This paper examines the relationships among shareholder activism (internal governance), the market for corporate control (external governance), and the optimal bank interest margin. In an option-based model where the bank’s lending and deposit-taking may be two manifestations of one primitive function: the liquidity on demand provision, because the bank often lends via commitments, changes in internal and external governance mechanisms have direct effects on the bank’s optimal interest margin (and thus on the bank’s scale). The scale of the bank is increased (decreased) as a result of a larger number of takeover defense (offense) provisions when the bank realizes a less (more) risky state of the world. In such a scenario, we argue that the bank is required to use internal funds more (less) than raising external funds. Hence, governance mechanisms may produce significant changes in the relationships between bank behavior and the liquidity on demand provision.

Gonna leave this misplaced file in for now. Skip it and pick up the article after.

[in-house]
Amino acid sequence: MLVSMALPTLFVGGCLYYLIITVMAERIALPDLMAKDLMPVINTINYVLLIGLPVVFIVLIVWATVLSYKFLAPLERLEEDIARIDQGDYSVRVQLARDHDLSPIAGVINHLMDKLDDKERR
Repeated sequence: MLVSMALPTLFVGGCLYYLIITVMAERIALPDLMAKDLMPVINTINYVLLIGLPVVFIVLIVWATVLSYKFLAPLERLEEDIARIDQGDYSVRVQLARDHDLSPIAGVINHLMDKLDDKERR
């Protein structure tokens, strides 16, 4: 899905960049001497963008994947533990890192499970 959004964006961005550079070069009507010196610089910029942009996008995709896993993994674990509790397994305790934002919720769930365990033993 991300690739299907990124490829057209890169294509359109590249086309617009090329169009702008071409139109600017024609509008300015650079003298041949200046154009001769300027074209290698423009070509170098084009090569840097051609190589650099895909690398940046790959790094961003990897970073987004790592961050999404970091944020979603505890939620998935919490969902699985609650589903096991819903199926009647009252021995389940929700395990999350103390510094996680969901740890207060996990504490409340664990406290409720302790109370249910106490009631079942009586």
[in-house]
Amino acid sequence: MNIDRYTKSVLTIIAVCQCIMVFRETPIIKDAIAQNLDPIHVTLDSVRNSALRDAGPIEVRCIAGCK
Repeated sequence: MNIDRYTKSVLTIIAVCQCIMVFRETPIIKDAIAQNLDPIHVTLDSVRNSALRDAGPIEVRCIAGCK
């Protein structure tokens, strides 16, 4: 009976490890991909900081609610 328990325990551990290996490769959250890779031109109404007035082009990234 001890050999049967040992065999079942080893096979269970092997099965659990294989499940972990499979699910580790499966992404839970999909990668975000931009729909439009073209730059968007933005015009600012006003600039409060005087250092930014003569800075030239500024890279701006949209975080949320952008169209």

Journal of Statistics & Management Systems 11(1), pp.105-129